In honor of Black History Month, Elda Bookstore, located at the New Black Wall Street Market in StoneCrest, Georgia, will host the author of “Trap History: Atlanta Culture and the Global Impact of Trap Music.”
A.R. Shaw, who serves as executive editor of the Atlanta Daily World, will sign copies of the critically acclaimed book at Elda Bookstore on Sunday, Feb. 5 starting at 2 p.m.
“Trap History” is a compelling, thoroughly researched 300-page work that tells the story of the popular hip hop subgenre by describing the rise of the music as well as explaining the politics and sociology that fueled the sound. The book is supported by Shaw’s “Trap History” audio book available via Audible.
The book has been featured in outlets such as ABC News, NBC, BBC, CBC News, USA Today, and Revolt TV.
Trap is a term coined in Atlanta as a place where drugs are sold and bought. Trap music is a form of rap that reveals how the sale of illegal drugs, drug use, and America’s war on drugs affects poor and disenfranchised communities. Shaw takes readers on a journey that is informative, entertaining, poignant, and inspiring while delving into the origins and social climate that surrounds the music genre. “Trap History” stands as the first book that firmly details the birth and rise of Trap music.
The book features Shaw’s curated interviews with dozens of history makers including pioneering Atlanta artists, producers, music executives, and experts who witnessed first-hand the origins and rise of Trap music. Rapper Kilo Ali recalls penning “Cocaine (American Has A Problem)” at the age of 16 in 1990 while serving time in the Fulton County Juvenile Detention Center. DJ Toomp recounts touring as the deejay for the 2 Live Crew in the late 1980s and producing early hits for Atlanta rappers Raheem The Dream and MC Shy D. Former Fulton County Assistant District Attorney John Turner explains how the Miami Boys drug gang began infiltrating the Techwood Homes housing projects in 1986 and Magic City strip club founder Michael Barney describes how the gentlemen’s club provided a viable platform for emerging rappers to promote their music. Shaw additionally interviews the likes of OutKast’s Big Boi, T.I., Khugo of Goodie Mob, Young Thug, Gucci Mane, Migos, Shawty Lo, Killer Mike, Zaytoven, Future and 21 Savage as well as veteran Atlanta music executives Antonio “LA” Reid, Kawan “KP” Prather and Shanti Das.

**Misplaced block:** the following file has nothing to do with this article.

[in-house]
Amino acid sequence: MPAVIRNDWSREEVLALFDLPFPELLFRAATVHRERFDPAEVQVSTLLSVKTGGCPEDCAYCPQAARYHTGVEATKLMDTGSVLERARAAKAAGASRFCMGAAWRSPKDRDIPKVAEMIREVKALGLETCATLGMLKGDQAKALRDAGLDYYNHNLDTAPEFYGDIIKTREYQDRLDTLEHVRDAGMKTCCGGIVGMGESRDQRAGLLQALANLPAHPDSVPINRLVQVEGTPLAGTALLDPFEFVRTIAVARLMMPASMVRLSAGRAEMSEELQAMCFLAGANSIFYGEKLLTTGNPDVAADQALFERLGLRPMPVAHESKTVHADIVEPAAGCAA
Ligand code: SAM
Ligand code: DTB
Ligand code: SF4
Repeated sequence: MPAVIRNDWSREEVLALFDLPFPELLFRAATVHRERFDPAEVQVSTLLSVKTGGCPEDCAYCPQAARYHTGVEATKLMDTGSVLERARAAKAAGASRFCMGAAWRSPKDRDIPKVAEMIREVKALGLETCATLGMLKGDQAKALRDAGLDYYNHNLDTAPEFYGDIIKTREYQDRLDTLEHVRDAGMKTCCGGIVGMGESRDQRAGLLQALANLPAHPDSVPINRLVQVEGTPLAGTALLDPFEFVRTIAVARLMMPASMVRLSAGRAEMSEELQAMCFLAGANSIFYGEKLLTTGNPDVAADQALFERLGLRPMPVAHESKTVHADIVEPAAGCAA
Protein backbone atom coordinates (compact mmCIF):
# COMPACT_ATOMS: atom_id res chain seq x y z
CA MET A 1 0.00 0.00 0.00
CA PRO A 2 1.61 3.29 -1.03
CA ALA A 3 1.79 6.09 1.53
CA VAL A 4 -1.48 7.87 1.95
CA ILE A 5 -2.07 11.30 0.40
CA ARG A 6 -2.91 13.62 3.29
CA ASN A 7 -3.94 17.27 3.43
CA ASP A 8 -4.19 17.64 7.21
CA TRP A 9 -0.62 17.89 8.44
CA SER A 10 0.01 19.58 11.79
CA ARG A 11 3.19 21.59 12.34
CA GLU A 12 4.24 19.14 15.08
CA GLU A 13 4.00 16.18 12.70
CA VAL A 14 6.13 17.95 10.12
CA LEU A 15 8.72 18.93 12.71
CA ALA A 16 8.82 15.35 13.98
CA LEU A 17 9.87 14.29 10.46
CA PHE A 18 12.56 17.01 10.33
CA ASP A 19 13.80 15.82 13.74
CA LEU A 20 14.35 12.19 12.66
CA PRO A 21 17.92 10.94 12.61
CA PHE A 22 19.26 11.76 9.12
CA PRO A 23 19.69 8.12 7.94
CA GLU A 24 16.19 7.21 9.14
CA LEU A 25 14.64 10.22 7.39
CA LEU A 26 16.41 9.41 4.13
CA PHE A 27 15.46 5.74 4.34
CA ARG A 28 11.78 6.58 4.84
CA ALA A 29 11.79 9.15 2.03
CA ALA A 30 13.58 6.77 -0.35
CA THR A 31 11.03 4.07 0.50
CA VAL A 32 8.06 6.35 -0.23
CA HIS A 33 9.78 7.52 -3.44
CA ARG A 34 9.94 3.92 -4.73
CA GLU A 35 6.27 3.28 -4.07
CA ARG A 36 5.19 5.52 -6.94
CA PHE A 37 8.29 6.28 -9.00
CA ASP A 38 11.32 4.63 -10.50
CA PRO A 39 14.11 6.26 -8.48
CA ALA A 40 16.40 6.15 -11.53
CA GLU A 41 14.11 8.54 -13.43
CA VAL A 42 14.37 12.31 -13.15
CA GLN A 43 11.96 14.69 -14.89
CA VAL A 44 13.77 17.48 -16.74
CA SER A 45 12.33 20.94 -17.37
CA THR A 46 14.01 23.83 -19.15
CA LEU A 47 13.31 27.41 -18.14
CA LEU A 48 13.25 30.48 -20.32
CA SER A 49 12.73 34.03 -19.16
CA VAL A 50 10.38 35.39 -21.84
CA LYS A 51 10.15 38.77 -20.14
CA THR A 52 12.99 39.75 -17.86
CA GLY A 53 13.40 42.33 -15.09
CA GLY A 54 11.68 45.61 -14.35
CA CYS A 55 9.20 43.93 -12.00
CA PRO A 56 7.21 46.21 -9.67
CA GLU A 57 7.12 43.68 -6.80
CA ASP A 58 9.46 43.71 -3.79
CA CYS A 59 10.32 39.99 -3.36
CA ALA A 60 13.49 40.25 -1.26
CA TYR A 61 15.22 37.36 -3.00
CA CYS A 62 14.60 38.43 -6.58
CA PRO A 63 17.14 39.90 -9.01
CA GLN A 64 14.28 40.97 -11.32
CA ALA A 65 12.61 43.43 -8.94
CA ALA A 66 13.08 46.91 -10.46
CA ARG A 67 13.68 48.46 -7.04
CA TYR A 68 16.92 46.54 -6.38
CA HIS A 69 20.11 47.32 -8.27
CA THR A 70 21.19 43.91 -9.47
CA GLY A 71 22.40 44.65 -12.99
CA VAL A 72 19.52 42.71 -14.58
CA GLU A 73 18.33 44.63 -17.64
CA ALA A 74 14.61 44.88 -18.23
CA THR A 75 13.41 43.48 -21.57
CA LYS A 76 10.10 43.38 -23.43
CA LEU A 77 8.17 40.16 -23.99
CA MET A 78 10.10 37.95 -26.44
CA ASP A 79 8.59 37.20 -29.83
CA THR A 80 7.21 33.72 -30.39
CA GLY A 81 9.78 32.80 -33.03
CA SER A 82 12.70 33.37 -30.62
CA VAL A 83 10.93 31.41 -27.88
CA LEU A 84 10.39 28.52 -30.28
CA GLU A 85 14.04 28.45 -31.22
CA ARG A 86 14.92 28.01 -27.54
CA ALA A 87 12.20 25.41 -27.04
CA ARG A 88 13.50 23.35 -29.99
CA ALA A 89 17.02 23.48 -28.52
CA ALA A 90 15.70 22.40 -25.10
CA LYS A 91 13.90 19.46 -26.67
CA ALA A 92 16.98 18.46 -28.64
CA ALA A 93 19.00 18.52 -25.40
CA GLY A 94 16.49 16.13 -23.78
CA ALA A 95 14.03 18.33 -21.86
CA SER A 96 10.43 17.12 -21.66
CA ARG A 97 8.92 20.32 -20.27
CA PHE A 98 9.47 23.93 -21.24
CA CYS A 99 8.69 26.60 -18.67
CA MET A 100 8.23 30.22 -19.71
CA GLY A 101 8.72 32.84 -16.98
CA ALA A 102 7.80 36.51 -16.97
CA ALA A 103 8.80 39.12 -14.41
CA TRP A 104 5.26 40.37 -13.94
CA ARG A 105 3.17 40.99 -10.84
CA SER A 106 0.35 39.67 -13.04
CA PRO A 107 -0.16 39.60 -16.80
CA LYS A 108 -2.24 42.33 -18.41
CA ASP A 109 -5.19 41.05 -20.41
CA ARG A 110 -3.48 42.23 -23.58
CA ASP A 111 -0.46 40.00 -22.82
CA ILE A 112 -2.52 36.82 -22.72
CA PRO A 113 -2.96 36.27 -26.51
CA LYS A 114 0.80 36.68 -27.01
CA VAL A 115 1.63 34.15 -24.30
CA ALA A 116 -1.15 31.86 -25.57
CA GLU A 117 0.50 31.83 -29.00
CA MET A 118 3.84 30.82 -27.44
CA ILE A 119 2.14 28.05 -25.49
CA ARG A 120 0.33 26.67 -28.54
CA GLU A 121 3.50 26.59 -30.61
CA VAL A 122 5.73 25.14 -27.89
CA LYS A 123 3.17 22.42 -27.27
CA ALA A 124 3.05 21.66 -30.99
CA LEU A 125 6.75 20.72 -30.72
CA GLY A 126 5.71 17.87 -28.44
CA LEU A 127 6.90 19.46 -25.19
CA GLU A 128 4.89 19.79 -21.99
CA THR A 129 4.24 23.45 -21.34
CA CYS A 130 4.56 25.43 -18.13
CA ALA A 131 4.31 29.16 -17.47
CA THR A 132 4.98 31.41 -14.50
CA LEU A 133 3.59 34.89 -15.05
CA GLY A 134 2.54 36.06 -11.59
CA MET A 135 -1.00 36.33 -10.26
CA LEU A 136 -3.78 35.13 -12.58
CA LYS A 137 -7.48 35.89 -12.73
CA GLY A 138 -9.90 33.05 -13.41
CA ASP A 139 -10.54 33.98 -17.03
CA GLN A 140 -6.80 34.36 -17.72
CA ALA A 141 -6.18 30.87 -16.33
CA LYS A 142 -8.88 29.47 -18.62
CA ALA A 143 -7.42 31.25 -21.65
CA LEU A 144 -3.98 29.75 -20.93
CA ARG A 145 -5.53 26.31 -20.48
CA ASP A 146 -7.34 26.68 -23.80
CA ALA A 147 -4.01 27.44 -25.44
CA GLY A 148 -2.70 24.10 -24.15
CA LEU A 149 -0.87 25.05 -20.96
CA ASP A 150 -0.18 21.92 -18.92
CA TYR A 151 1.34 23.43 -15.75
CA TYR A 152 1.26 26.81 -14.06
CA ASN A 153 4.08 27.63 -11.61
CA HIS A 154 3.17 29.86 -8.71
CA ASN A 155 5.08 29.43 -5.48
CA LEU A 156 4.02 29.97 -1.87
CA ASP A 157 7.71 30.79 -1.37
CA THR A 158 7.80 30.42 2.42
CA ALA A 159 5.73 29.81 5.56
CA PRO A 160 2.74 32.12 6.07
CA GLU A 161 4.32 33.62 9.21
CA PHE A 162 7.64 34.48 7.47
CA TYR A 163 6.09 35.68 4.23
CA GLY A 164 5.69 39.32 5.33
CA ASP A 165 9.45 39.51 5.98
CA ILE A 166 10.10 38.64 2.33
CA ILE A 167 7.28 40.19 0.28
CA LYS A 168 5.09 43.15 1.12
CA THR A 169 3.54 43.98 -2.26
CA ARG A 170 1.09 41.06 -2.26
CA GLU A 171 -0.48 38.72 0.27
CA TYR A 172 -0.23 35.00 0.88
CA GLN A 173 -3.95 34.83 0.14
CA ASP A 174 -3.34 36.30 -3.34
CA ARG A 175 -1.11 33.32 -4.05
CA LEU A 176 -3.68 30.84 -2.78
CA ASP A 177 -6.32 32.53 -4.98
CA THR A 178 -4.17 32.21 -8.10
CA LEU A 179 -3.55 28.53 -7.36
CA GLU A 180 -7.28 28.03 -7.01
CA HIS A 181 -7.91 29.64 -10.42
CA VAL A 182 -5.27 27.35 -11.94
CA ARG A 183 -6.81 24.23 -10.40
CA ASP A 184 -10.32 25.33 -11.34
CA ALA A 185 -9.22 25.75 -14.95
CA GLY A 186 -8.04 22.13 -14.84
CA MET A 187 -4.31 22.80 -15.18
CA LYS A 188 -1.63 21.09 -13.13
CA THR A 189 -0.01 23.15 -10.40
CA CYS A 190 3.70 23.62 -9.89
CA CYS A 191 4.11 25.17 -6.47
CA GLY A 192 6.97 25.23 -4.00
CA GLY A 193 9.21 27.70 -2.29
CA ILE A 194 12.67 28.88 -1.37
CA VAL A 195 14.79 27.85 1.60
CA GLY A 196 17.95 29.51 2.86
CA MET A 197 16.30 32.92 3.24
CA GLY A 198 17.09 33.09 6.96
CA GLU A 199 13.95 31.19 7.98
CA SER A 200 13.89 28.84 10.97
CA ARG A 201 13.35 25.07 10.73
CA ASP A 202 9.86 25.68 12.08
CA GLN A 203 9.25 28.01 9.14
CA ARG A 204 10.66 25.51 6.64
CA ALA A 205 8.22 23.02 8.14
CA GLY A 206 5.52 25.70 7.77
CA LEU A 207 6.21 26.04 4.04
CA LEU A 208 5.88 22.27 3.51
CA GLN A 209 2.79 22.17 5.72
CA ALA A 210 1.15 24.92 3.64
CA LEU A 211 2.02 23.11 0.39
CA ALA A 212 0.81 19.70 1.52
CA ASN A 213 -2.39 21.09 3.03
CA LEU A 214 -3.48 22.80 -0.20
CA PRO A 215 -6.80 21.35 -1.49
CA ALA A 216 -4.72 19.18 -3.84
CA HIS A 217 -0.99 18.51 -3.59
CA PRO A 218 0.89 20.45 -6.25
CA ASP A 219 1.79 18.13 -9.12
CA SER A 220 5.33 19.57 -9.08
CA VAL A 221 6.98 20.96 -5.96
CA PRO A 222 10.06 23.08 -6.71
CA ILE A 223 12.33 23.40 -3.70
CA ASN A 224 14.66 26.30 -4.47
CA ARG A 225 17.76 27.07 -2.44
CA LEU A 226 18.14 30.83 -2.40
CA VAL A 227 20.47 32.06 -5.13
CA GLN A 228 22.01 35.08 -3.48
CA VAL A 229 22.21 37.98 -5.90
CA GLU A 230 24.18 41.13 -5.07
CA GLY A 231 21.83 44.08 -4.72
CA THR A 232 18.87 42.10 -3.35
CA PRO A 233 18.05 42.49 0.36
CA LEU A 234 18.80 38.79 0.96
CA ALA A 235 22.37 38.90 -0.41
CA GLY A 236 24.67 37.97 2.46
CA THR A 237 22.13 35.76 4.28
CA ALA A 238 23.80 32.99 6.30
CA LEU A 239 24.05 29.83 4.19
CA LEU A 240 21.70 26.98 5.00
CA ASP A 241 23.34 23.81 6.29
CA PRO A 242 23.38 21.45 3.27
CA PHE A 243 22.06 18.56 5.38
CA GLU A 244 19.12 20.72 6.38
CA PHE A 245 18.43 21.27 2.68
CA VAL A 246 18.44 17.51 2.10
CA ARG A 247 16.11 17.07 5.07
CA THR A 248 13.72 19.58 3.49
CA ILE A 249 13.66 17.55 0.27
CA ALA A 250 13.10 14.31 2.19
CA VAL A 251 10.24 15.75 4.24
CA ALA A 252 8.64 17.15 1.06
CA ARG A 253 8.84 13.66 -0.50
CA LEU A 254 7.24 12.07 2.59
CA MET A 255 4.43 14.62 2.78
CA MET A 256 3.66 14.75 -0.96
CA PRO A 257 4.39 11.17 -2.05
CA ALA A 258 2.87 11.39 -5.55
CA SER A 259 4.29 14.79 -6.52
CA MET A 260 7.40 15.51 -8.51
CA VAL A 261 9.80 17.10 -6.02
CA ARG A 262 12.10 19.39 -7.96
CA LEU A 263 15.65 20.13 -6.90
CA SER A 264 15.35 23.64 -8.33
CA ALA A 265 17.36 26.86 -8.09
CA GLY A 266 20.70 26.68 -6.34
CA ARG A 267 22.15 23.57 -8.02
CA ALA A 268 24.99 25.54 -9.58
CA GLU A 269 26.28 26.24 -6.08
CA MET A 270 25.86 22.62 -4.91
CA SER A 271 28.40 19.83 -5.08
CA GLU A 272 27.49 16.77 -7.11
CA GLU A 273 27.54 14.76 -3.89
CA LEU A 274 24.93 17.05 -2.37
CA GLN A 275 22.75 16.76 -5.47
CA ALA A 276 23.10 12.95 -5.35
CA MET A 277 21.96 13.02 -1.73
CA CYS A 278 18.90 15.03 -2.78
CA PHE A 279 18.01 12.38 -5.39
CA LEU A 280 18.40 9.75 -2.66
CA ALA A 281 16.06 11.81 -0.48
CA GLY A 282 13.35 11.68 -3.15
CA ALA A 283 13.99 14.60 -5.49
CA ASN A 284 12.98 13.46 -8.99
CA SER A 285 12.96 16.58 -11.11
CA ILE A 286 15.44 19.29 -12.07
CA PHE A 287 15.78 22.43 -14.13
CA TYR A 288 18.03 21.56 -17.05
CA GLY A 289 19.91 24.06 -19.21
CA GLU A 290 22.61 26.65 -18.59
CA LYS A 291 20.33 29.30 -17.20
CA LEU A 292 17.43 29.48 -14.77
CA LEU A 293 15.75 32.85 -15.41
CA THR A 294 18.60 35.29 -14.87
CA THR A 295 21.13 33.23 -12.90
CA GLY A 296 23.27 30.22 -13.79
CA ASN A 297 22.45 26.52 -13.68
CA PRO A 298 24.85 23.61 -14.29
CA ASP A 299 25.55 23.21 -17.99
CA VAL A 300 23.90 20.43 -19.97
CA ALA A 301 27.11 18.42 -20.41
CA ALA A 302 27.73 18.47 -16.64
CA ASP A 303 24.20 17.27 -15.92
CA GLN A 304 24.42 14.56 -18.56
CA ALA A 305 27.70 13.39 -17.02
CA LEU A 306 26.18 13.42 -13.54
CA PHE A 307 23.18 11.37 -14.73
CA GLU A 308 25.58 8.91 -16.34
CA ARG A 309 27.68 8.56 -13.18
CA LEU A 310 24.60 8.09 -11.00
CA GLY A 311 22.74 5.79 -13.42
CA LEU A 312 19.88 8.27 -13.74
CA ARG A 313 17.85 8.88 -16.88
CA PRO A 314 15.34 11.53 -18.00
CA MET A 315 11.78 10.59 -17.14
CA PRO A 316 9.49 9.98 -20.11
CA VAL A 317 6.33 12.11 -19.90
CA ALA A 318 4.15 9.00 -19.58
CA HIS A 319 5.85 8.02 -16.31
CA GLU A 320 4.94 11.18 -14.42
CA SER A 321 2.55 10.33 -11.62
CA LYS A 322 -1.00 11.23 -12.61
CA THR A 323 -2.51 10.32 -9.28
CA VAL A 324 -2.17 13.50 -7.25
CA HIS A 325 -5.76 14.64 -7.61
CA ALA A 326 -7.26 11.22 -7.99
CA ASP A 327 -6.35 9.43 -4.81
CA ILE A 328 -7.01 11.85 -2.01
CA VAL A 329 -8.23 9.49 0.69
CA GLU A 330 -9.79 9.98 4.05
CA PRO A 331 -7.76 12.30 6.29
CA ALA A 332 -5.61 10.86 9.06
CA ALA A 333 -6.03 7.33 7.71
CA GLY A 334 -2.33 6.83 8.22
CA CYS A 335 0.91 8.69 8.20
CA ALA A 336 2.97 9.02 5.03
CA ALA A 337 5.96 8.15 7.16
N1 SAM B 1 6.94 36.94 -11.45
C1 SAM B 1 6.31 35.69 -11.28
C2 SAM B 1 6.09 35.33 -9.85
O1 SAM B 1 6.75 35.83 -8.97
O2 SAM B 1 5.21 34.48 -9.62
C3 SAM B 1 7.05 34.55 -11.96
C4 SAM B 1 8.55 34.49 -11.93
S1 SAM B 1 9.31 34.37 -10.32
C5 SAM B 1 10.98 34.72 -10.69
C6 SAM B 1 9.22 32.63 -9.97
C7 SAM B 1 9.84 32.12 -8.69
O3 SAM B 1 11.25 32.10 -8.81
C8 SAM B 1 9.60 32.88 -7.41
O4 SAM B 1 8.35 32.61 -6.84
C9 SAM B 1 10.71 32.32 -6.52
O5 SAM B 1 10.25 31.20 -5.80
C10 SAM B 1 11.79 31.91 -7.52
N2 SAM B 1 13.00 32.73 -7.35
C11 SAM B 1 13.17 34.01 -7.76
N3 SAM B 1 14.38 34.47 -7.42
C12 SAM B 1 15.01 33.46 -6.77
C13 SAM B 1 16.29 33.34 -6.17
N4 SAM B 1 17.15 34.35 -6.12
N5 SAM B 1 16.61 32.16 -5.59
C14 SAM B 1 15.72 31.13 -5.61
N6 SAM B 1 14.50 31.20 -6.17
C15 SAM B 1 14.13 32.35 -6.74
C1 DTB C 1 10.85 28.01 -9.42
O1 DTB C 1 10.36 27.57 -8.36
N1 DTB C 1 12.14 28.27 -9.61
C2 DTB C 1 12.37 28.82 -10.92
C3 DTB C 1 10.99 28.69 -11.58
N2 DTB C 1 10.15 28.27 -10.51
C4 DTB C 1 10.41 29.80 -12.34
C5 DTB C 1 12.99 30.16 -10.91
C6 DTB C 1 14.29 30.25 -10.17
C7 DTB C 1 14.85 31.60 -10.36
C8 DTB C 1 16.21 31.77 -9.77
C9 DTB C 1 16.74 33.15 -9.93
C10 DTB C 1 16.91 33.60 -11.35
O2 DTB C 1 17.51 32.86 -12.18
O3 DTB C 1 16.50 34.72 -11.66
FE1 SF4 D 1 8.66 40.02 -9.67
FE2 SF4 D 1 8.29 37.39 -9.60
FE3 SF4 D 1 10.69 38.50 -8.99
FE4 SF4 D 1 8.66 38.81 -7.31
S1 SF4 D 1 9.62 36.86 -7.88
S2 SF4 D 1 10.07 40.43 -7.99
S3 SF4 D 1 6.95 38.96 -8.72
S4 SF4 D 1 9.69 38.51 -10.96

Shaw wanted to assure the genre’s history was properly documented. “I decided to write ‘Trap History’ because it is a book that has not been written,” he says. “It is an audio documentary/podcast that has not been produced. This is a project that delves into the origins of Trap music and Atlanta culture. It started with the idea of me wanting to tell the story of Atlanta. I believe Atlanta is this generation’s version of the Harlem Renaissance. For nearly four decades, Atlanta has stood as the cultural capital in terms of Black music. I predict that college professors and social scientists will study Atlanta’s music scene similar to how they have studied Harlem in the 1920s; Detroit and Motown Records in the 1960s; and New York’s rap, punk, and disco eras of the 1970s and 1980s.”
“Trap History” is more than just a music narrative. “I made it a point to shine light on the musicians who shaped Atlanta’s culture and the systemic failures which led to poverty, crime, and the war on drugs, all of which, inspired the foundation of the Trap and Trap music,” Shaw says. “The audio documentary/podcast is an extension of the book as it tells the story of Trap music and Atlanta in a docu-style format.”
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